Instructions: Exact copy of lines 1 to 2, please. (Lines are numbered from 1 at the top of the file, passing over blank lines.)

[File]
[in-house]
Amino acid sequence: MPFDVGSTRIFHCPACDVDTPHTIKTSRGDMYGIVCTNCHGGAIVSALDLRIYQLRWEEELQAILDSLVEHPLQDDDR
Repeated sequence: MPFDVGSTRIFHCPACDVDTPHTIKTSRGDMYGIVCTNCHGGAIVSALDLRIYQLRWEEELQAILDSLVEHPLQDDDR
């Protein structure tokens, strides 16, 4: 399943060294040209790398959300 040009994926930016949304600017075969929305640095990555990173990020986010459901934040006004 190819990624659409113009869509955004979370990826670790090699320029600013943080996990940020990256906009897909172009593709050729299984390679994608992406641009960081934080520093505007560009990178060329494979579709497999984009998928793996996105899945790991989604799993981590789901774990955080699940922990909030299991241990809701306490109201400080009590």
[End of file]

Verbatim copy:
[in-house]
Amino acid sequence: MPFDVGSTRIFHCPACDVDTPHTIKTSRGDMYGIVCTNCHGGAIVSALDLRIYQLRWEEELQAILDSLVEHPLQDDDR